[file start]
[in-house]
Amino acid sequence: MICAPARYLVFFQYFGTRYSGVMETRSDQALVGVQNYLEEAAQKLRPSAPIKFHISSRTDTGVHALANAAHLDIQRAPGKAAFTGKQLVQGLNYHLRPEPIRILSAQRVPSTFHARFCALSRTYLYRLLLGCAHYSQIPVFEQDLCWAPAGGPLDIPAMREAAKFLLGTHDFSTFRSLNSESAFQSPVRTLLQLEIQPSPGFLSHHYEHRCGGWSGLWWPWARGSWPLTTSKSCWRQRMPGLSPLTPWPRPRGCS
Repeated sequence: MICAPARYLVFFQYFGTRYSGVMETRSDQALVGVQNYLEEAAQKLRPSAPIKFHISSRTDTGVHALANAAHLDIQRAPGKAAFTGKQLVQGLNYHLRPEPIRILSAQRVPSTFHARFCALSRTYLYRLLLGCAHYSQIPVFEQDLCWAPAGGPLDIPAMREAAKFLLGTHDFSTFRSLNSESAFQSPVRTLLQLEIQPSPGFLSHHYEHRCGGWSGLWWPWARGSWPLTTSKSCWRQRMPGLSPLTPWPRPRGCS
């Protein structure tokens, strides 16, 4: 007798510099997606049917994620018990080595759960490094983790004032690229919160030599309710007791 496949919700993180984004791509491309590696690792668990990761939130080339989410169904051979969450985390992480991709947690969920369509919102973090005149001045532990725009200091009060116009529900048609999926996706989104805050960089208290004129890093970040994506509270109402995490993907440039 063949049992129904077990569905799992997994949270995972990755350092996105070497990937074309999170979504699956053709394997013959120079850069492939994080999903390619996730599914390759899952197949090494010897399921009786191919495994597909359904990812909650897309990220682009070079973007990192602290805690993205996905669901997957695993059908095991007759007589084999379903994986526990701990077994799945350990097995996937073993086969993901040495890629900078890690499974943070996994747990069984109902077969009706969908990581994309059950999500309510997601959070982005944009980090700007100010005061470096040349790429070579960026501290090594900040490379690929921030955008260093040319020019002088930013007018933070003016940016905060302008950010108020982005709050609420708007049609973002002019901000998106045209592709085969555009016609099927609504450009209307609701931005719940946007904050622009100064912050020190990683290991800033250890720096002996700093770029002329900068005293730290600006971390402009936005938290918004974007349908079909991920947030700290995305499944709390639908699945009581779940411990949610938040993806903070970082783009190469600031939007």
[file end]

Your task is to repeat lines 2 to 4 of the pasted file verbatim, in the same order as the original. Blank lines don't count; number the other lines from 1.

Amino acid sequence: MICAPARYLVFFQYFGTRYSGVMETRSDQALVGVQNYLEEAAQKLRPSAPIKFHISSRTDTGVHALANAAHLDIQRAPGKAAFTGKQLVQGLNYHLRPEPIRILSAQRVPSTFHARFCALSRTYLYRLLLGCAHYSQIPVFEQDLCWAPAGGPLDIPAMREAAKFLLGTHDFSTFRSLNSESAFQSPVRTLLQLEIQPSPGFLSHHYEHRCGGWSGLWWPWARGSWPLTTSKSCWRQRMPGLSPLTPWPRPRGCS
Repeated sequence: MICAPARYLVFFQYFGTRYSGVMETRSDQALVGVQNYLEEAAQKLRPSAPIKFHISSRTDTGVHALANAAHLDIQRAPGKAAFTGKQLVQGLNYHLRPEPIRILSAQRVPSTFHARFCALSRTYLYRLLLGCAHYSQIPVFEQDLCWAPAGGPLDIPAMREAAKFLLGTHDFSTFRSLNSESAFQSPVRTLLQLEIQPSPGFLSHHYEHRCGGWSGLWWPWARGSWPLTTSKSCWRQRMPGLSPLTPWPRPRGCS
């Protein structure tokens, strides 16, 4: 007798510099997606049917994620018990080595759960490094983790004032690229919160030599309710007791 496949919700993180984004791509491309590696690792668990990761939130080339989410169904051979969450985390992480991709947690969920369509919102973090005149001045532990725009200091009060116009529900048609999926996706989104805050960089208290004129890093970040994506509270109402995490993907440039 063949049992129904077990569905799992997994949270995972990755350092996105070497990937074309999170979504699956053709394997013959120079850069492939994080999903390619996730599914390759899952197949090494010897399921009786191919495994597909359904990812909650897309990220682009070079973007990192602290805690993205996905669901997957695993059908095991007759007589084999379903994986526990701990077994799945350990097995996937073993086969993901040495890629900078890690499974943070996994747990069984109902077969009706969908990581994309059950999500309510997601959070982005944009980090700007100010005061470096040349790429070579960026501290090594900040490379690929921030955008260093040319020019002088930013007018933070003016940016905060302008950010108020982005709050609420708007049609973002002019901000998106045209592709085969555009016609099927609504450009209307609701931005719940946007904050622009100064912050020190990683290991800033250890720096002996700093770029002329900068005293730290600006971390402009936005938290918004974007349908079909991920947030700290995305499944709390639908699945009581779940411990949610938040993806903070970082783009190469600031939007």